Lieutenant colonel says nurses can save veteran patients’ lives with one simple question

The U.S. veteran population was roughly 20 million strong in 2016, the last year data was collected. One of the many common threads among those millions, aside from their shared military service, is their need for quality, compassionate health care.

And sometimes the smallest actions can make the biggest difference.

According to Jennifer A. Korkosz, Lt. Col. (Ret.), U.S. Air Force, one of the most important questions nurses and other health care professionals can ask their patients is, “Have you ever served in the military?”

This simple question helps provide vital insight for optimally caring for one’s patients and is so important that the American Academy of Nursing built an entire initiative around it that focuses on improving the health of veterans.

Among the unique areas of concern for many veterans, according to that initiative, are post-traumatic stress disorder (PTSD), military sexual trauma, brain injuries, and exposure to radiation, nuclear weapons, Agent Orange, and more. Veterans also are at much higher risk than the general population for suicide—while veterans make up 14 percent of all U.S. suicides, they make up only 8 percent of the country’s population.

To help stem the tide of suicide and provide overall proper care, nurses and other providers can do their part by knowing the resources in their communities that can help veterans, as well as by establishing empathy and building trust with veterans in their communities.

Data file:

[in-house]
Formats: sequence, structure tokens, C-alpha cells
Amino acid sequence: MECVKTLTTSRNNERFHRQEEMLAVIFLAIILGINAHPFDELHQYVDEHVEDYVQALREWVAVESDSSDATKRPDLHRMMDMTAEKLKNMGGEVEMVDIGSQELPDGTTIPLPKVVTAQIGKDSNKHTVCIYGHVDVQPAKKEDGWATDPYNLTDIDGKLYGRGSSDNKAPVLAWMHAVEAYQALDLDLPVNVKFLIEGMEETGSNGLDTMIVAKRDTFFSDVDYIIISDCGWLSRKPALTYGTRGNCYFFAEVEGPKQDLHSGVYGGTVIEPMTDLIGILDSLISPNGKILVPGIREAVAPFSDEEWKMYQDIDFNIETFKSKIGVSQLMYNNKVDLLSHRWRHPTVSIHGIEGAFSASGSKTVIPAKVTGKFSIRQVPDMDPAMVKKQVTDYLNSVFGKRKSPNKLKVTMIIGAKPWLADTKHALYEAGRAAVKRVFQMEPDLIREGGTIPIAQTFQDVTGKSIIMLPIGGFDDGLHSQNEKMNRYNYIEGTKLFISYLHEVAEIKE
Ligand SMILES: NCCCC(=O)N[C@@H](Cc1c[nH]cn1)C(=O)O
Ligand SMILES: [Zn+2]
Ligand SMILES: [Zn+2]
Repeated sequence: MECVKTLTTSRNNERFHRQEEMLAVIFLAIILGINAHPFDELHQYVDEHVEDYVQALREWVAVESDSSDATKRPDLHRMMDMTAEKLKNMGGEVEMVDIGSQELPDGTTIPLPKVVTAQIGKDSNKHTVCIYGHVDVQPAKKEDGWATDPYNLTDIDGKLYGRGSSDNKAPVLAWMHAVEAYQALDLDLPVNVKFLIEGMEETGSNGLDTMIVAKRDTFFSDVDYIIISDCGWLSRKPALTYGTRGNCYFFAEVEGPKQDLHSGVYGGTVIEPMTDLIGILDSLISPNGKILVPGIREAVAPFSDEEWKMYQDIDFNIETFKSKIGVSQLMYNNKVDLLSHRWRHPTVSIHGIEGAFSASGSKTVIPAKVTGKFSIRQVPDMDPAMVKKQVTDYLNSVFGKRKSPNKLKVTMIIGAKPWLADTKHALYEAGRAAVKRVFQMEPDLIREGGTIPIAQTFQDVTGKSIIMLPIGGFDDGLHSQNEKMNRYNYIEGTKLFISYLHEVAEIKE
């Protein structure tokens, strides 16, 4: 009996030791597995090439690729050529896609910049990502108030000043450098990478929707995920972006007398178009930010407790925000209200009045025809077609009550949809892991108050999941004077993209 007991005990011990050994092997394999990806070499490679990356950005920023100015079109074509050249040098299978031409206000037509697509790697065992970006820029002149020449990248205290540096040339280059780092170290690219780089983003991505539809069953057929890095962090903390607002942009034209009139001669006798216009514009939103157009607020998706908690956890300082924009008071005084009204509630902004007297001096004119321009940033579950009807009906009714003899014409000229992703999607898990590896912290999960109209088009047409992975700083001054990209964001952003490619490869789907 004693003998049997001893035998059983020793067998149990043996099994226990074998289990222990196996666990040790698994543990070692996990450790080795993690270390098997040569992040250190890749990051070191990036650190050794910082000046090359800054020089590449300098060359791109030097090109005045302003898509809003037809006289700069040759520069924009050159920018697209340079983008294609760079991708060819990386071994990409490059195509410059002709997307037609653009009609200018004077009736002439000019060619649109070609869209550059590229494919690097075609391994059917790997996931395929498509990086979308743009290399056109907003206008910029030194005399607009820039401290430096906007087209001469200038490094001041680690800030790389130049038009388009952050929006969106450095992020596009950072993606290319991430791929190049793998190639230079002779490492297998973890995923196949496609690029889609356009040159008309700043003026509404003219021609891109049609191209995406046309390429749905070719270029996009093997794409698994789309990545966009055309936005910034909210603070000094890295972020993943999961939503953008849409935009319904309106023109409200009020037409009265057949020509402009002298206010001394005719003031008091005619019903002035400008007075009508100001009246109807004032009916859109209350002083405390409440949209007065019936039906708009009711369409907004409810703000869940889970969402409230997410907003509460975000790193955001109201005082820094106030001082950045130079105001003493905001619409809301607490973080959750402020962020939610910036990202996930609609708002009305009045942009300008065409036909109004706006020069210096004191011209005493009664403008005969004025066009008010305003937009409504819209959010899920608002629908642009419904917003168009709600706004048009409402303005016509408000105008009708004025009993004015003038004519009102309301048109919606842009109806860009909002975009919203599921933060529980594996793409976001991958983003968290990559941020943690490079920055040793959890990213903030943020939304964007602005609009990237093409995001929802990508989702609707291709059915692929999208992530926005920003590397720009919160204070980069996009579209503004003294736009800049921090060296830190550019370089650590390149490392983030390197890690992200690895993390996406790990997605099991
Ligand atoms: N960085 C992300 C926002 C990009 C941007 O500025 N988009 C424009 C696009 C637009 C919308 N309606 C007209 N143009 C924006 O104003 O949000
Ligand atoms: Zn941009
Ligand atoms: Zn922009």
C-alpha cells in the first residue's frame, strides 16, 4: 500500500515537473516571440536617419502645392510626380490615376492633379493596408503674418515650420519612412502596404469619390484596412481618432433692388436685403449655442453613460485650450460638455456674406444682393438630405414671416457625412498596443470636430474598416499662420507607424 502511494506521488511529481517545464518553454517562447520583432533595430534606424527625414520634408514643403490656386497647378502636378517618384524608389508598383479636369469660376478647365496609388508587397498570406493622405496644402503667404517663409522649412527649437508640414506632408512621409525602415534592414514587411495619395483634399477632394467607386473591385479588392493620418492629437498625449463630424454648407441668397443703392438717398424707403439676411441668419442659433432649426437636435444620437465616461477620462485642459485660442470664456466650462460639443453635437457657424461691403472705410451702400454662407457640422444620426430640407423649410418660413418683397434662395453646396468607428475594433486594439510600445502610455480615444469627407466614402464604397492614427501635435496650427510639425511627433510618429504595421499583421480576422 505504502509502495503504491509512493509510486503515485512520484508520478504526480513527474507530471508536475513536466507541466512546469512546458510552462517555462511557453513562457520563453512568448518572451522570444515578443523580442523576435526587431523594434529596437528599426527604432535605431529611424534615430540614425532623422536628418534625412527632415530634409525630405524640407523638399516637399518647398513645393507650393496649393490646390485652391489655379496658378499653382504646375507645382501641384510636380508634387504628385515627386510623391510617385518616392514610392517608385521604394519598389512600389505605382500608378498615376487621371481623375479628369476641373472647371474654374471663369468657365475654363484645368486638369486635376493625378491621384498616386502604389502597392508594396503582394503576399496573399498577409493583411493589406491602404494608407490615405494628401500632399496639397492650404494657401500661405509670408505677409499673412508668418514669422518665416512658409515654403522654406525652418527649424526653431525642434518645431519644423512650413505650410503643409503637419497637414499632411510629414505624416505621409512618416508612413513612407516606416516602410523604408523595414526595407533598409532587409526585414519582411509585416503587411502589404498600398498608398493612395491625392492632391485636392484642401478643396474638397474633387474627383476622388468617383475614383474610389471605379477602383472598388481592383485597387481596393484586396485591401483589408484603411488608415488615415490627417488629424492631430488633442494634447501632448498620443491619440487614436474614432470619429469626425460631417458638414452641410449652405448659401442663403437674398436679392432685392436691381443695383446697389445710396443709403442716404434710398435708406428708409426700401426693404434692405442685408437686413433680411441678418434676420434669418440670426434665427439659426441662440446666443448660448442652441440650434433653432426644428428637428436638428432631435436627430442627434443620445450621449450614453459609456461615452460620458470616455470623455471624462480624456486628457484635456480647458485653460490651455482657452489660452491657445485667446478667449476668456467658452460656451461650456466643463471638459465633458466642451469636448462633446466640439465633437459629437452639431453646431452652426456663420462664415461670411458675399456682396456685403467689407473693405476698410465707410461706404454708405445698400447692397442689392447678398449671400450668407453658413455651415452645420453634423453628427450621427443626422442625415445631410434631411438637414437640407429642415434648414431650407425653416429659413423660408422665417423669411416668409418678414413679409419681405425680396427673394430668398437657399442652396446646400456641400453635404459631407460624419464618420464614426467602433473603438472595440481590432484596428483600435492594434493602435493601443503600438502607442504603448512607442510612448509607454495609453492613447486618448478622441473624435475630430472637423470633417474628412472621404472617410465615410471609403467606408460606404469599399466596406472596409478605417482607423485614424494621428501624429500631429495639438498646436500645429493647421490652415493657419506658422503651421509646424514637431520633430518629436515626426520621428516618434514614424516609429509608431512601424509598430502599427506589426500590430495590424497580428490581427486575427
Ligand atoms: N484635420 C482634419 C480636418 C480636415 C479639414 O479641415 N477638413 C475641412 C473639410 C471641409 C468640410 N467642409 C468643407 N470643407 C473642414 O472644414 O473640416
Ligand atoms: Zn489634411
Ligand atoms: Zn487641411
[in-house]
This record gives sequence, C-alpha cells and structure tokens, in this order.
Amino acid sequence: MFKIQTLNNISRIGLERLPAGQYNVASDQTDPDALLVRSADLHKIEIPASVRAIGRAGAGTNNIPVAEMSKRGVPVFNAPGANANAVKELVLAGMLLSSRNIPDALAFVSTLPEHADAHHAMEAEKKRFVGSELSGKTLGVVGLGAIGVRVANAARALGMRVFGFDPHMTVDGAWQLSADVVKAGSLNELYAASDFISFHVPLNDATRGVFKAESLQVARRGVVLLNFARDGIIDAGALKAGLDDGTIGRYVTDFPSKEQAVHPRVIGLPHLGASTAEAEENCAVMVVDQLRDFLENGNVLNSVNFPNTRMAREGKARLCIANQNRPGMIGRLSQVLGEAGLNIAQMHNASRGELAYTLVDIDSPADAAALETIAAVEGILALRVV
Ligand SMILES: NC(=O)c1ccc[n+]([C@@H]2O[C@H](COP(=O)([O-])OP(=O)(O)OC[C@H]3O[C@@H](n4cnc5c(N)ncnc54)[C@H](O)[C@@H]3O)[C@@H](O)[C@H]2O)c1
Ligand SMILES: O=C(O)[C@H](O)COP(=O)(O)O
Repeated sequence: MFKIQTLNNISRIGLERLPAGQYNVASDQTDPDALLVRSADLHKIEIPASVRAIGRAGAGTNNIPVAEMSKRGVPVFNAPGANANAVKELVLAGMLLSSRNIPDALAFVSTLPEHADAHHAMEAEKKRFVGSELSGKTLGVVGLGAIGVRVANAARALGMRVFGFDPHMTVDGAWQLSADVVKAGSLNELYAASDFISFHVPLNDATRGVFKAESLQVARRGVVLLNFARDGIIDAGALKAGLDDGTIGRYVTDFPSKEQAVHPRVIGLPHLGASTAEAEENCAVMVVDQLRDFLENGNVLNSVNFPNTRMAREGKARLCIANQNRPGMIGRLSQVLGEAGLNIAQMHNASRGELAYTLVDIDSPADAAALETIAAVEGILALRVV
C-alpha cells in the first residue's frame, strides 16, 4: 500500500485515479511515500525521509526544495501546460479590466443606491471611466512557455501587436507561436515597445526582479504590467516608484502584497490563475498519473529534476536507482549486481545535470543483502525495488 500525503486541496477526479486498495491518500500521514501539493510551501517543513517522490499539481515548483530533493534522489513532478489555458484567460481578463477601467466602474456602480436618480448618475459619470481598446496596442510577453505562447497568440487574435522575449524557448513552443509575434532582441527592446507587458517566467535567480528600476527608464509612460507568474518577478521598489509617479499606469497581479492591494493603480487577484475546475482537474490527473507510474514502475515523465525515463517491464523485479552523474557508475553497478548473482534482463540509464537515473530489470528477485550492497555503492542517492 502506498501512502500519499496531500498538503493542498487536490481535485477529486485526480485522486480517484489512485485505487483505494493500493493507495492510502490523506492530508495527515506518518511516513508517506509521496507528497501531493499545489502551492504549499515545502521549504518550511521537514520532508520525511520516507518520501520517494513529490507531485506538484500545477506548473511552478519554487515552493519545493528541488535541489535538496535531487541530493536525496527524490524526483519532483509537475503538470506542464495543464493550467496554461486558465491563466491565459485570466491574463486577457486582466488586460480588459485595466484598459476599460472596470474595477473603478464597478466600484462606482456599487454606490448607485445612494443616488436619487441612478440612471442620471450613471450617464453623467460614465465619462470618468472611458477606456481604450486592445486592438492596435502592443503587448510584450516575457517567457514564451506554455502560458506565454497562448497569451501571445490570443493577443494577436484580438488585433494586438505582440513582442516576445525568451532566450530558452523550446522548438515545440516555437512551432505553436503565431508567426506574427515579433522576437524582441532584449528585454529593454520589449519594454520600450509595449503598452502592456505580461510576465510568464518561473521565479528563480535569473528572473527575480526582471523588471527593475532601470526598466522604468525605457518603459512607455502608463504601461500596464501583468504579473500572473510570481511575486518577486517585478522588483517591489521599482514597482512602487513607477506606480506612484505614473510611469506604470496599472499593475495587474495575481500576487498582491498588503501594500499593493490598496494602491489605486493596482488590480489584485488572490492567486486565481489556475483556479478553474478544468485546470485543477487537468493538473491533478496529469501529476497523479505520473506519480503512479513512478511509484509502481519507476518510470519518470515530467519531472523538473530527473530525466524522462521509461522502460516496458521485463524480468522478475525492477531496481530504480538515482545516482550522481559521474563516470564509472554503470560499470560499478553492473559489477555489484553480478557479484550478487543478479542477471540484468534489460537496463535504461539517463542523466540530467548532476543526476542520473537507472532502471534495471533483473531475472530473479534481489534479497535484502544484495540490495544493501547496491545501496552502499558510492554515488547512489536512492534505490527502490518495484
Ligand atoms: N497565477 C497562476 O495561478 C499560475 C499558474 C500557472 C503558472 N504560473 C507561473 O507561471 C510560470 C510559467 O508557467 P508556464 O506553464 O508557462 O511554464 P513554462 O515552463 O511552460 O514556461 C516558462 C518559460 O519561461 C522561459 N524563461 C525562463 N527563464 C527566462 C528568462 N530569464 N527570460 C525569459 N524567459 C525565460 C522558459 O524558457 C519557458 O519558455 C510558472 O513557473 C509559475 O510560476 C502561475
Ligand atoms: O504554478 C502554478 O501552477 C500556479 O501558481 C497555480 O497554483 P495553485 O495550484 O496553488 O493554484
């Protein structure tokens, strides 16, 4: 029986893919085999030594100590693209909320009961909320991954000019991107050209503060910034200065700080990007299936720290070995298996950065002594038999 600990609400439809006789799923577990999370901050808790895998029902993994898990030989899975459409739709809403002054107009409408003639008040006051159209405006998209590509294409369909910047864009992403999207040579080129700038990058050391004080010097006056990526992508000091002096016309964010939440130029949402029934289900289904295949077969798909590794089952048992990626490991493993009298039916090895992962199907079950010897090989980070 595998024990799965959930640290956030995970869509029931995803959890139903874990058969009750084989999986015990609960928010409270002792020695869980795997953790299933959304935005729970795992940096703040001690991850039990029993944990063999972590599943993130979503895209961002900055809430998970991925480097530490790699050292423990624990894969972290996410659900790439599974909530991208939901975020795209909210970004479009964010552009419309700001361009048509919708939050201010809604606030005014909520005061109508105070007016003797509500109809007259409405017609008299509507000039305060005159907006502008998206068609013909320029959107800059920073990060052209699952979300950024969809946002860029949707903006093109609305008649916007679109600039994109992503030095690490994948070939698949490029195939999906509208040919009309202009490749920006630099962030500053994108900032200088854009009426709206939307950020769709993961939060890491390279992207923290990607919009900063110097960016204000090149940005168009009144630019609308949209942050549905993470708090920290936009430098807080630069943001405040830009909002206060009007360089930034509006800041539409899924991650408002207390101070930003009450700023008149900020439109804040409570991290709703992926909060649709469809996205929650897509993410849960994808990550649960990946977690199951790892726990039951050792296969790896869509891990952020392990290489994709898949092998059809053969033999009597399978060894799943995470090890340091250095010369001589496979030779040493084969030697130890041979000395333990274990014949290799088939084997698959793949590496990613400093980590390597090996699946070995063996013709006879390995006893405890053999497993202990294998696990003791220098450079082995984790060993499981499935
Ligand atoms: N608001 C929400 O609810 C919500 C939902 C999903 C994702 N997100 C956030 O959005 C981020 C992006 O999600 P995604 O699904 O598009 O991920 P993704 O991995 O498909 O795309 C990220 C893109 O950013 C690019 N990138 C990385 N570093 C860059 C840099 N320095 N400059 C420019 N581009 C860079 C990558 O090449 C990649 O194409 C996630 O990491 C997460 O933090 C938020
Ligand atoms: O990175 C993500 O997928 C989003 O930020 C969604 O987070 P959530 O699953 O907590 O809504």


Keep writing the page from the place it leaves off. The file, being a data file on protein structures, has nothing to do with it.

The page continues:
“Feeling appreciated and acknowledged is a great way to help build rapport,” Korkosz said.

The USW recognized the unique needs of veteran workers on the job and recently established Veterans of Steel, a resource for members who have served or are serving in the military to find camaraderie, support, and a way to fight for core issues that affect them and their families.

Part of this work involved the formation of the Veterans of Steel Council, which includes several dozen USW members and staff who served in the armed forces in the United States and Canada. They held their first meeting in October under the leadership of International President Tom Conway, who served as a sergeant in the U.S. Air Force before he began his union career.

The group spent the day brainstorming and setting goals for moving their activism forward, including engaging veterans in the union and community, educating and advocating for veterans’ issues in both countries, and providing a variety of resources for Steelworker vets and their families, including assistance with PTSD.

Veterans who are interested in participating in the program can sign up here to get more information and receive a free Veterans of Steel sticker. Members can also text VET to 47486.

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